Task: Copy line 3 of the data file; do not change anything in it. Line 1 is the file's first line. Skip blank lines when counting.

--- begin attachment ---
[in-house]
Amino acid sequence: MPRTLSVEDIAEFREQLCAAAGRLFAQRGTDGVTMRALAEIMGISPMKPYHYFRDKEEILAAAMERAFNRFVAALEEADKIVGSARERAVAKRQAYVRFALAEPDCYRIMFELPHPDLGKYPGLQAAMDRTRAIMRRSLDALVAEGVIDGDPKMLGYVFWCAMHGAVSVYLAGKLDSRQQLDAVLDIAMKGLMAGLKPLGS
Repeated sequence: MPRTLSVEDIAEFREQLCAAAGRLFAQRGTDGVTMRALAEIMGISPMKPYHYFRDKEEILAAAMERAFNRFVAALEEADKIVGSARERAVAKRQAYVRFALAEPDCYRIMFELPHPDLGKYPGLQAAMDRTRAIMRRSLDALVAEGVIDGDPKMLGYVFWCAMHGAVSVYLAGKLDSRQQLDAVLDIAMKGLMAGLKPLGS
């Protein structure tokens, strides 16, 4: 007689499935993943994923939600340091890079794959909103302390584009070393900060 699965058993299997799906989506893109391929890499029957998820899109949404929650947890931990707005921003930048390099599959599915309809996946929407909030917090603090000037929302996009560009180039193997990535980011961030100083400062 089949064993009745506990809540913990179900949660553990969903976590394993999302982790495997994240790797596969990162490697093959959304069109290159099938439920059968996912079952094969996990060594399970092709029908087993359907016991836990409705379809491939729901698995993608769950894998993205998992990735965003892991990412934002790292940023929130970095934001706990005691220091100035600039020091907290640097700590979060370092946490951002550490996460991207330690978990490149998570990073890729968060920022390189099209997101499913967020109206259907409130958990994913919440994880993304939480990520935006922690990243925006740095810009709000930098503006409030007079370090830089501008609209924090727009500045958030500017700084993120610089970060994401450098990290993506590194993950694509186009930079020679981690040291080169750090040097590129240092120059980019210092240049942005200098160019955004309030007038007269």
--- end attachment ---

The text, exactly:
Repeated sequence: MPRTLSVEDIAEFREQLCAAAGRLFAQRGTDGVTMRALAEIMGISPMKPYHYFRDKEEILAAAMERAFNRFVAALEEADKIVGSARERAVAKRQAYVRFALAEPDCYRIMFELPHPDLGKYPGLQAAMDRTRAIMRRSLDALVAEGVIDGDPKMLGYVFWCAMHGAVSVYLAGKLDSRQQLDAVLDIAMKGLMAGLKPLGS